5 Great Herbs to Grow in Pots and Easy Tips for Growing Herbs in Containers
Even if you only have a tiny spec of outdoor space, if you have some sun, you can grow herbs. Most herbs grow well in containers and some (like mint and lemon balm) should be grown in pots because if you grow them in your garden, they will try to take over. Also, many are pretty forgiving and even beginners can grow them with success.
The following list contains some favorite herbs to grow in pots.
Parsley comes in two types, Italian, also called flat parsley, and curly parsley, which is the more common variety. Many people prefer flat parsley for cooking and curly parsley for garnishes. Parsley prefers full sun but can grow in partial shade. It’s very hardy and will make it through a frost. To harvest, just snip off at the base of a stem. As with most herbs, the more you harvest, the more you’ll get.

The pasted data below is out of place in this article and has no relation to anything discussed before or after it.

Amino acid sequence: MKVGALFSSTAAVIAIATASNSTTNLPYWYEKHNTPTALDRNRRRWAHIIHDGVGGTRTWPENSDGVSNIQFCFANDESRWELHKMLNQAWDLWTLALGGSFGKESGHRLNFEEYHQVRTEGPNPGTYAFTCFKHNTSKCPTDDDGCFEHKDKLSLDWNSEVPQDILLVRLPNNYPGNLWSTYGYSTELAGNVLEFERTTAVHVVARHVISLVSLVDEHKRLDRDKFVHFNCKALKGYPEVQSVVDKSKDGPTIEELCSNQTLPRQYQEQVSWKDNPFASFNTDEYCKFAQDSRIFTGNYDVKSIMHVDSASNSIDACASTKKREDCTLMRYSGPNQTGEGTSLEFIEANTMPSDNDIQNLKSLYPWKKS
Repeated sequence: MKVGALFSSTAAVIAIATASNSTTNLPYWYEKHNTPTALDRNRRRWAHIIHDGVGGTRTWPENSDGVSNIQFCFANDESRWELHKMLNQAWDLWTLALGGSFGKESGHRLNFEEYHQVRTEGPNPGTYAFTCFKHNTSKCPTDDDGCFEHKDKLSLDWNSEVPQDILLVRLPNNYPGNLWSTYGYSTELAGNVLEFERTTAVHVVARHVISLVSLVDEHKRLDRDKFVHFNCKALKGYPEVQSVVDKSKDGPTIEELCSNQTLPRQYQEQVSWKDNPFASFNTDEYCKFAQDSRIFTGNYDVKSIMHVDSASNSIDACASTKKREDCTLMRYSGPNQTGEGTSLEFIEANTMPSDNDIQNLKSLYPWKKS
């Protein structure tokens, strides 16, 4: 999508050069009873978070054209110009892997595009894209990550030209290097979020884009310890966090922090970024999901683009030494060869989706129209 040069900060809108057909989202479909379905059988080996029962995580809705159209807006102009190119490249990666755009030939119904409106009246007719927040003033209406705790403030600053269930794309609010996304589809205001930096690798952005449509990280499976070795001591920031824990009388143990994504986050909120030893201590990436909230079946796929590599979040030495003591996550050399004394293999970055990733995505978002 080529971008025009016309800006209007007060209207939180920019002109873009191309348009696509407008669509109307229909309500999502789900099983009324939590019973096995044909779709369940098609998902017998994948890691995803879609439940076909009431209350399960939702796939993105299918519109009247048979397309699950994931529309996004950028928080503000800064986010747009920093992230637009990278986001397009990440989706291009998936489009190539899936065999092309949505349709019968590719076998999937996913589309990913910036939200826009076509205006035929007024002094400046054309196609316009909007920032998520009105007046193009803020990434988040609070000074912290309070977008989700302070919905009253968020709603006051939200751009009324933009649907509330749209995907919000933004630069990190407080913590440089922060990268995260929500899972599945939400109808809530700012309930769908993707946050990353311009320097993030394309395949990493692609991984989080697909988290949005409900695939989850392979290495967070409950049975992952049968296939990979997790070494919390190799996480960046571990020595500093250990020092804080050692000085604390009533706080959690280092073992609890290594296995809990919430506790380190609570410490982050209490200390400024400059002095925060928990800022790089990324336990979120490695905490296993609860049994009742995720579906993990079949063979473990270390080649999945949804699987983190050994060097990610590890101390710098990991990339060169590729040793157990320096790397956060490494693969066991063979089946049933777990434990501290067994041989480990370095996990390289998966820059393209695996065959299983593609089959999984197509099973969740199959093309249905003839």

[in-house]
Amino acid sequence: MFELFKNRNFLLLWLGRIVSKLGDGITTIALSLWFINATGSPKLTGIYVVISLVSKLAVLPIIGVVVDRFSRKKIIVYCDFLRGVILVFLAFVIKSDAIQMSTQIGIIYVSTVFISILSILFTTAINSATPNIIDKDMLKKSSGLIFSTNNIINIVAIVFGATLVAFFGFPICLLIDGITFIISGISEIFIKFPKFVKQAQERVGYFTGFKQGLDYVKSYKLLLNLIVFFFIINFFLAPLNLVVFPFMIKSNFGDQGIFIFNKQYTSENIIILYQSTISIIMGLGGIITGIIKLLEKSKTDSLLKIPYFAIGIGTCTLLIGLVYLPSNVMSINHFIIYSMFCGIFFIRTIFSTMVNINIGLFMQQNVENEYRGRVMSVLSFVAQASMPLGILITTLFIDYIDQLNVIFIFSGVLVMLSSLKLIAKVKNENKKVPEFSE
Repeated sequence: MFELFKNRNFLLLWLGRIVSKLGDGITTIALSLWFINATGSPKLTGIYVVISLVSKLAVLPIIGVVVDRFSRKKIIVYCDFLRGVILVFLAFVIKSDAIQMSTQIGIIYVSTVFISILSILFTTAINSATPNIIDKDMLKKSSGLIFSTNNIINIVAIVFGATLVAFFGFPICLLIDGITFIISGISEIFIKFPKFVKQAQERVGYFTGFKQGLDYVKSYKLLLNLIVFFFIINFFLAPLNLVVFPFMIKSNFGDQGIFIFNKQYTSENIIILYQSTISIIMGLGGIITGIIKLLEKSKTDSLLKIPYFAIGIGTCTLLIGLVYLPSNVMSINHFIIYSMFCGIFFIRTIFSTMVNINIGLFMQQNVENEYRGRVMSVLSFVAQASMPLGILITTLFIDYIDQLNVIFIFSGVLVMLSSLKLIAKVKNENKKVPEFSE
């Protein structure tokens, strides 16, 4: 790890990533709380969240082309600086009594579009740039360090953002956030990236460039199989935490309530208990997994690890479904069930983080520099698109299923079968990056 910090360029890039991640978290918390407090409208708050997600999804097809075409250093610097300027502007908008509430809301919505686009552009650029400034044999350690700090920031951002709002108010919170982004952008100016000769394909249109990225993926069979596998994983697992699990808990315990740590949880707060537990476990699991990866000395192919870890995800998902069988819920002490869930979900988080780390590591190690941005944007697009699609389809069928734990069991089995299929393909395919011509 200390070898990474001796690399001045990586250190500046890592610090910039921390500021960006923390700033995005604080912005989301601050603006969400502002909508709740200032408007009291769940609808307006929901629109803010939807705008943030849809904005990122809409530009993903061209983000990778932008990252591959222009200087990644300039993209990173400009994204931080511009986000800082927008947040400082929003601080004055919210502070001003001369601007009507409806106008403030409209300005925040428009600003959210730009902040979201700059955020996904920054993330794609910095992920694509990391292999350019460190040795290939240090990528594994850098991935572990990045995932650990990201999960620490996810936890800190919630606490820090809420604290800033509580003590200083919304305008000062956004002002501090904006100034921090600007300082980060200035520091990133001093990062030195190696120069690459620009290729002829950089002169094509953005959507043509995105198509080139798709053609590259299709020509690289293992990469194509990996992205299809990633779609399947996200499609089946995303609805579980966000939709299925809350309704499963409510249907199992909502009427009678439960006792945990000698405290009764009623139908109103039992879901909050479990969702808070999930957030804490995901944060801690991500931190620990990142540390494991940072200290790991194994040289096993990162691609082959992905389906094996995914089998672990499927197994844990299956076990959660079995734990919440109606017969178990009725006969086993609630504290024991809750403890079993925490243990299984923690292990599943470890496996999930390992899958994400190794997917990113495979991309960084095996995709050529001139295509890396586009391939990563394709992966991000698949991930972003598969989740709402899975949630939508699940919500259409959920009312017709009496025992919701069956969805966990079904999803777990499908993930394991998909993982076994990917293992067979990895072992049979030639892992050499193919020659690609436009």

Parsley is biennial, which means that it can come back for two years, though some think the leaves are more bitter the second year.
Mint likes full sun, but most will tolerate some shade. Some, like spearmint, can be very tall and leggy and some are low spreaders, so make sure to check your plant tag.
Mint will thrive and get bushy if you keep it pinched back. As a bonus, mint roots easily from cuttings.
You can make an easy tea (called a tissane) by simply pouring water, just after it has boiled, over the leaves and steeping for a few minutes. Spearmint makes a particularly delicious tea.
Oregano loves sun, and not too much water or fertilizer. Pinch back regularly to keep the plant compact and to keep it from blooming. Oregano is a perennial that you can either grow overwinter in a cool place or propagate from cuttings. Try golden oregano or Greek oregano for culinary uses and 'Herrenhausen' or ‘Kent Beauty’ for great flowering.